Koch has more great fun with the restaurant, which deserves attention. Paul and Claire accept the offer of “the apertif of the house…pink champagne” served with “Greek olives from the Peloponnese, lightly doused in first-pressing, extra-virgin olive oil from Sardinia, and polished off with rosemary from…” — only later realizing that the house apertif comes at ten euros a glass. By way of contrast, the cafe serves a full meal of spareribs and fries for 11.50 euros.

    All of this makes Paul aggressively uncomfortable — he is making no friend of the maitre d’ with his responses — and Serge and Babette haven’t even arrived yet. The greeting they get on entry provides an indication of the dynamic that will drive the novel’s first few chapters: Serge’s incredible arrogance, management and staff’s fawning response and Paul’s growing anger:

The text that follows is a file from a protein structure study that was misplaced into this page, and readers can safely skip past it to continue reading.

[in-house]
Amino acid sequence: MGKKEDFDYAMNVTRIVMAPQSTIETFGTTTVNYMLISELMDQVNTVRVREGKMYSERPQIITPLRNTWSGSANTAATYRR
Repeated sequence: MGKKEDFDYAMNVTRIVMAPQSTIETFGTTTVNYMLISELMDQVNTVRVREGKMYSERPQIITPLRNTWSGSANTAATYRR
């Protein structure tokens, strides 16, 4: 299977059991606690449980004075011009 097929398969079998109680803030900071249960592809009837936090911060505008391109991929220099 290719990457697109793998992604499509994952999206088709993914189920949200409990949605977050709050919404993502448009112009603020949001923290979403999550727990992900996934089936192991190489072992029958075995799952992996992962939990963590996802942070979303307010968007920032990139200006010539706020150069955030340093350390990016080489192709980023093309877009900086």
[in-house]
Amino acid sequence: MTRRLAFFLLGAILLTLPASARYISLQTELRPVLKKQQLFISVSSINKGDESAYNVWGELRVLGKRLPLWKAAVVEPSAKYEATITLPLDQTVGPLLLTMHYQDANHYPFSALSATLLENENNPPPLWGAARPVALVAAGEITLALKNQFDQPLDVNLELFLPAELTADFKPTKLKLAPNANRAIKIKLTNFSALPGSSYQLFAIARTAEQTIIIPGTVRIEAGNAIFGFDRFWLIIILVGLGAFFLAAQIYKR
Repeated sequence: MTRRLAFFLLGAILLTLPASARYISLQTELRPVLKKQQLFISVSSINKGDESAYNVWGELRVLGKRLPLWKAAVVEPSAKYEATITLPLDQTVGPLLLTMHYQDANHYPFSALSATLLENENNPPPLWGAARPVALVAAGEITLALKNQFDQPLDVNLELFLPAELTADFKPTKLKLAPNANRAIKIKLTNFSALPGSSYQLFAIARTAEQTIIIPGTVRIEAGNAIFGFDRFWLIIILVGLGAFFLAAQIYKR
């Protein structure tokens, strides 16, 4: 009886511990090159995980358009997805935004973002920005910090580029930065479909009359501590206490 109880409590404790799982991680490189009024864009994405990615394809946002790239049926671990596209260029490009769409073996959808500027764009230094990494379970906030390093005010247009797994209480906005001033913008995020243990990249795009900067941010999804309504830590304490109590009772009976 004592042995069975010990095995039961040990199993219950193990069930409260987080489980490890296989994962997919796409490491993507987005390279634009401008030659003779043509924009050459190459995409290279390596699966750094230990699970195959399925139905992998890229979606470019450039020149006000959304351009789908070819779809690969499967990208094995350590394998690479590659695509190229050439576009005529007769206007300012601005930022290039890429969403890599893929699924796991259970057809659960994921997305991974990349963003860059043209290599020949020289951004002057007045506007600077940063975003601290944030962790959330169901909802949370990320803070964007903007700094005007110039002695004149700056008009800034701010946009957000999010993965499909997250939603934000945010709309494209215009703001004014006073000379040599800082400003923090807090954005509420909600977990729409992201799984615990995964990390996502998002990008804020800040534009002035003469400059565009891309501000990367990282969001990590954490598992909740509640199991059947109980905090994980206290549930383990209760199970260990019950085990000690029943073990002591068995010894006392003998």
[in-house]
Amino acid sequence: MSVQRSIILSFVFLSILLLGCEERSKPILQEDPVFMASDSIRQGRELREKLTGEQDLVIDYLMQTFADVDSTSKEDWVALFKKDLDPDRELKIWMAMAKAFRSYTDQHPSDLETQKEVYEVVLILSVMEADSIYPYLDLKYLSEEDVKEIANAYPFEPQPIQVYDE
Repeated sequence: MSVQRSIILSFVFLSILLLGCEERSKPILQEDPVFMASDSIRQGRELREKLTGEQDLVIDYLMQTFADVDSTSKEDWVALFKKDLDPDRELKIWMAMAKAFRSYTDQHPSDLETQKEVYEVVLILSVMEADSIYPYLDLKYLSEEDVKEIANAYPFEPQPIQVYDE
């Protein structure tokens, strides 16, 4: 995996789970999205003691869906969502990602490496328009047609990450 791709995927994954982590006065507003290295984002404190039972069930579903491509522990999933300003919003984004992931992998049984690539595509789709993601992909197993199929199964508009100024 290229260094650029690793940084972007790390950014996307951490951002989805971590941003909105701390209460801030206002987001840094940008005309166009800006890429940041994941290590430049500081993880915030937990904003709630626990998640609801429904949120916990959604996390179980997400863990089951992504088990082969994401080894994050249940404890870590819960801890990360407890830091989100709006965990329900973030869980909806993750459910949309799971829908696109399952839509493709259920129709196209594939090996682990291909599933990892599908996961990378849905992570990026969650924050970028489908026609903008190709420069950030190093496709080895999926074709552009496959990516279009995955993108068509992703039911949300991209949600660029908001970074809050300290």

Yes, it had to be the owner, for now he stepped forward to extend a personal welcome to Serge and Babette. “They know me there,” Serge had told me a few days ago. He knew the man in the white turtleneck, a man who didn’t emerge from the open kitchen to shake hands with just anyone.

    The guests, however, pretended not to notice; in a restaurant where you had to pay ten euros for the apertif of the house, the rules of etiquette probably didn’t allow for an open display of recognition. They all seemed to lean a few fractions of an inch closer to their plates, all apparently doing their best at the same time to forge ahead with their conversations, to avoid falling silent, because the volume of the general hubbub increased audibly as well.